Boris Johnson 'apologised to Queen' following Supreme Court prorogation ruling
Boris Johnson has reportedly apologised to the Queen after the Supreme Court ruled his decision to prorogue Parliament was unlawful.
The Prime Minister, who required the Queen’s approval to go ahead with the controversial plan, called Her Majesty after the unanimous judgment was announced on Tuesday.
A Number 10 source told the Sunday Times: “He got on to the Queen as quickly as possible to say how sorry he was.”
According to the paper, there was huge disquiet in the Queen’s household over the parliamentary shut down, even before the Supreme Court ruling.
“They are not impressed by what is going on — at the very highest levels of the family,” a Whitehall source said.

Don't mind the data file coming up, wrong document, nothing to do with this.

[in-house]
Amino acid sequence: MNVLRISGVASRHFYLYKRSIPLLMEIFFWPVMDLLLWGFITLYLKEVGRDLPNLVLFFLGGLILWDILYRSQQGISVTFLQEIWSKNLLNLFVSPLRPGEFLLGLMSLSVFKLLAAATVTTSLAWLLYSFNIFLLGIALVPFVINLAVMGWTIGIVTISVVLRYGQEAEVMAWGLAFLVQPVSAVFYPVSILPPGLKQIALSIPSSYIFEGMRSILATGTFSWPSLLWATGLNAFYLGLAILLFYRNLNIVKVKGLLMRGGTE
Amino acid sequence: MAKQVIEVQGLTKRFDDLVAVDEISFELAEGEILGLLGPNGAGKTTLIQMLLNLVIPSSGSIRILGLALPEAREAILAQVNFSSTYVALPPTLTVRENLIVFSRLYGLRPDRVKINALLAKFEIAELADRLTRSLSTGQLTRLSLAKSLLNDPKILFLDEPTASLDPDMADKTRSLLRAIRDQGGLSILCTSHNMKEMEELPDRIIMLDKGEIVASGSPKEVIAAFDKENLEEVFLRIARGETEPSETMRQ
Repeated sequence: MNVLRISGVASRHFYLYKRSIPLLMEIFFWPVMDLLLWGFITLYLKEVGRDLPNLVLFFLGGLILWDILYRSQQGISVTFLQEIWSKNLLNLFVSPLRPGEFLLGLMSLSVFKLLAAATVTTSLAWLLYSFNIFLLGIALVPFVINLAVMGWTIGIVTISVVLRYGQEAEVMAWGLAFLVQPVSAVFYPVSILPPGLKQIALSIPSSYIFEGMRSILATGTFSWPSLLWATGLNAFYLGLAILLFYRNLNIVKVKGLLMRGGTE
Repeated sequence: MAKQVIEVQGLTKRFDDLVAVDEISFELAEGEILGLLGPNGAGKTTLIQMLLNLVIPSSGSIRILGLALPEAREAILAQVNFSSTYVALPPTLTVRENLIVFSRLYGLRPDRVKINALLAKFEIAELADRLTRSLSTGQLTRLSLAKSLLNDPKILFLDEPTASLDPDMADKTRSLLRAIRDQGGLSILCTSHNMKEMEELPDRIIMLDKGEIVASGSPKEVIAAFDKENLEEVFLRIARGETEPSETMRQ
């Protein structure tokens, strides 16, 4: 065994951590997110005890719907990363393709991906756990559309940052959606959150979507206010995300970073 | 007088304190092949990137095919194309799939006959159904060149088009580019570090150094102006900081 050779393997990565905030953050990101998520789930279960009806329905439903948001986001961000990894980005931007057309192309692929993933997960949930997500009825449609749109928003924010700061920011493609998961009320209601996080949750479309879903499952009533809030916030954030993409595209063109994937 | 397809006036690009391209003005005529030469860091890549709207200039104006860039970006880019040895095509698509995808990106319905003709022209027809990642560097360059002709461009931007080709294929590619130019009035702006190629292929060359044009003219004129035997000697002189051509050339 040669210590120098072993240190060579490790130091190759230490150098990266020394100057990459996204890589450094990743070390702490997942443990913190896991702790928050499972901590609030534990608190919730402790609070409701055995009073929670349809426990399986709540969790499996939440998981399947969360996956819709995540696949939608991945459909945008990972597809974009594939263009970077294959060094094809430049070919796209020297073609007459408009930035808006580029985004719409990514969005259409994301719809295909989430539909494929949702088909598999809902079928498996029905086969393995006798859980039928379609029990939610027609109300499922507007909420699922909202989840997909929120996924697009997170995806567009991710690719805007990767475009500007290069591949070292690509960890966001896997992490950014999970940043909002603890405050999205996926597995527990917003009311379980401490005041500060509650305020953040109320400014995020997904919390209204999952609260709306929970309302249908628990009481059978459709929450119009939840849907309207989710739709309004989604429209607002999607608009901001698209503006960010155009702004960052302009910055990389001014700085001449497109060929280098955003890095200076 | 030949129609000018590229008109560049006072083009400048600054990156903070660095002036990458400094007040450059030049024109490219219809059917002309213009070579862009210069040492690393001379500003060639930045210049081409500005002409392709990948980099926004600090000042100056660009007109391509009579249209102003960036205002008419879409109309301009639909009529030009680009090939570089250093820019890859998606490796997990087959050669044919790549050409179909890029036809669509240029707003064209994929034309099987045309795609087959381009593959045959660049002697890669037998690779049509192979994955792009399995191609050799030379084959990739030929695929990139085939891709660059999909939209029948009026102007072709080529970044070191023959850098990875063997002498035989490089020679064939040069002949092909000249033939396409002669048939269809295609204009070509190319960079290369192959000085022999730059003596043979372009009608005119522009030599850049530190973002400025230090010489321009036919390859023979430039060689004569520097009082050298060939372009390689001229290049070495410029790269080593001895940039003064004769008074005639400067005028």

A palace official is also said to have revealed Mr Johnson is now as distrusted as David Cameron by the Queen, after the former PM recounted details of his private conversations with her while promoting his memoir.
Meanwhile, Mr Johnson has hinted that a US-style vetting process could be introduced for the appointment of judges to the Supreme Court.
The Prime Minister said there needed to be more "accountability" in the system.
He told the Sunday Telegraph: "It will take a while to be worked through. But I think, if judges are to pronounce on political questions in this way, then there is at least an argument that there should be some form of accountability.
"The lessons of America are relevant."
Mr Johnson insisted he respected the 11 justices ruling “very humbly and very sincerely”, but added: "They did choose to adjudicate on the question of whether or not Parliament should be using this particular period, to be discussing Brexit...
"And in so doing it seems to me that the justices intruded onto an acutely sensitive political question, at a time of great national controversy...I don't think that the consequences of that judgment have yet been fully evaluated."